Arkon Bike or Motorcycle Handlebar Camera Mount for Canon Sony Samsung Panasonic Nikon Cameras
Arkon Bike or Motorcycle Handlebar Camera Mount for Canon Sony Samsung Panasonic Nikon Cameras
Price: $13.18
14 used & new from $12.95

1 of 1 people found the following review helpful
5.0 out of 5 stars DOES THE JOB, July 22, 2015
Verified Purchase(What's this?)
EVALUATION
> A good solid semi-permanent camera mount for ~1" (25mm) handlebars/rods/pipes/poles, with easy (but limited range) tilt adjustment, for lightweight cameras.

DESCRIPTION
> 2 1/2" wide X 1 1/2" X ~3" high to tip of camera screw when installed on a ~1" rod/pipe/pole.
> Comes with 2 rubbery pads which help grip the pole and absorb vibrations.
> Grips a ~1" rod/pipe/pole using 1 of the rubber pads.
>-> Could be installed on a ~1 1/8" pole without any pads, but probably would not grip as well, and you'd loose the vibration dampening.
>-> Could be installed on a 7/8" or smaller pole with both pads and/or additional padding, but might not grip as well.
> Range of tilt 45 degrees from vertical, 90 degrees total.
> For relatively lightweight equipment only, particularly on a bike or motorcycle.
> Oddly, the upper and lower portion of the mount are separated (as shown in the photo) by 3/8" when installed on a ~1" rod/pipe/pole.

COMPARED TO A TRIPOD BALLHEAD (available on some similar mounting devices)
> IN SHORT: The ballhead of the Arkon mount works well, better than a tripod ballhead in some respects or applications, but it is not as versatile as a tripod ballhead.
> A tripod ballhead with a comparable size ball would be taller, which results in unwelcome leverage making it easy to push your camera etc. out of orientation.
> The Arkon ballhead is movable when moderately tightened, and stays in place better than an ordinary ballhead. So, it is easy to position and reposition just by grabbing your camera and moving it where you want.
> When locked-down tight the Arkon ballhead ballead is less likely to spontaneously loosen than a comparable tripod ballhead.
> The Arkon ballhead does not have the multiple independent movements of a tripod ballhead. You screw on your device and then lock it in position. For example, there is no independent way to tighten your equipment on or to (in effect) adjust the length of the camera screw-thread.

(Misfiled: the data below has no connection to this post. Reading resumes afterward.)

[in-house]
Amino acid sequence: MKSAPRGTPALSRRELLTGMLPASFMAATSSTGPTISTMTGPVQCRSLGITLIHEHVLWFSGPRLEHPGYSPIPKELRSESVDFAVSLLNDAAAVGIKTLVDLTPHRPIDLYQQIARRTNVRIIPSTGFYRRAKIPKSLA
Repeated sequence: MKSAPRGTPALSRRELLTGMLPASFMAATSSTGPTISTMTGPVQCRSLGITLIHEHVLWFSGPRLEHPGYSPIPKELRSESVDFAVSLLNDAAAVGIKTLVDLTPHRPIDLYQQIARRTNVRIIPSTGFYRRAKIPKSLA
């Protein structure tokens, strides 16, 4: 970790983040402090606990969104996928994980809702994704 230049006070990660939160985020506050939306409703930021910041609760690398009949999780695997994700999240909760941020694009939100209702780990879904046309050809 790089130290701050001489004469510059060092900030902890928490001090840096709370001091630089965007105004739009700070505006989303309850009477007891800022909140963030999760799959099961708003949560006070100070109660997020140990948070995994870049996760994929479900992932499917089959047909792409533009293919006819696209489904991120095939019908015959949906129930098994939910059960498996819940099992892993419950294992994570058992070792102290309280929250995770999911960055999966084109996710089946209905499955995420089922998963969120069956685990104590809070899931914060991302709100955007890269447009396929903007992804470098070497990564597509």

> Tripod ballheads allow a full 180 degrees range of movement (tilt),the Arkon only 45 degrees from the vertical, 90 degrees total.
> The Arkon is all plastic, tripod ballheads are metal.
>-> The ball of the Arkon ballhead can pop out of its socket (if you mount heavy equipment and hit a hard bump--likely resulting in damage to your camera).
>-> The Arkon ballhead can can snap off at the neck (if you mount heavy equipment and hit a hard bump--likely resulting in damage to your camera).


S6 Case, Galaxy S6 Case, YEMARK(TM) Sky Blue with Be Happy Pattern Premium PU Leather Wallet Flip Protective Skin Case Cover with Stand For Samsung Galaxy S6[Built-in Credit Card/ID Card Holders],[+Stylus+Screen Protector+Cleaning Cloth], Samsung Galaxy S6 Case
S6 Case, Galaxy S6 Case, YEMARK(TM) Sky Blue with Be Happy Pattern Premium PU Leather Wallet Flip Protective Skin Case Cover with Stand For Samsung Galaxy S6[Built-in Credit Card/ID Card Holders],[+Stylus+Screen Protector+Cleaning Cloth], Samsung Galaxy S6 Case
Offered by YEMARK
Price: $9.99

5.0 out of 5 stars DOES THE JOB, July 18, 2015
Verified Purchase(What's this?)
PROS
> Very thin, adds little to the bulk of your Galaxy 6.
> Magnetic closure tab, locks securely-closed almost automatically, opens easily.
> Hole for camera lens.
> 2 slots for credit cards, etc.
> Can work as a stand for Galaxy 6
> Easy grip surface, not slippery.
> Interior especially matches turquoise of turquoise Galaxy 6.

CONS
> Adds little protection to your cell phone from drops.
> Closure tab can get in the way of the screen.


Neewer® Camera Tripod Mounting Plate with Quick Release Slot Slide Block 1/4" and 3/8" Threaded Holes for Rod Clamp Support/dslr Rig Cag
Neewer® Camera Tripod Mounting Plate with Quick Release Slot Slide Block 1/4" and 3/8" Threaded Holes for Rod Clamp Support/dslr Rig Cag
Price: $12.73
11 used & new from $11.95

3.0 out of 5 stars DOES NOT DO THE JOB, July 15, 2015
Verified Purchase(What's this?)
PROS
> Well made.
> The quick-release has a positive locked-close lock, and a positive locked-open mechanism. Truly quick and secure, once you get the hang of it.
> Almost identical to, and interchangeable with XCSOURCE® Professional Ballhead with Quick Release Plate for Monopod Tripod Camera Canon 70D 60D 700D 650D 600D 1100D Nikon D7100 D7000 D5200 D5100 D3200 Pentax LF24.
> The bottom of the socket has a removable 1/4" adapter insert in a 3/8" hole. So you can attach the socket to 3/8" tripod threads.

CONS
> At first, the quick-release worked perfectly for me.
> After about a dozen cycles of opening/closing the mount, I noticed it "getting stuck" as other reviewers complain (i.e., it gets very hard to open the lever). A little silicon grease Permatex PERMATEX DIELECTRIC GREASE 22058 fixed the problem.
> After several more uses the plate was loose when locked-down. That is fixable by using a shim (such as a piece of aluminum from a cola can, about 3/16" x 1 1/4") glued to the plate.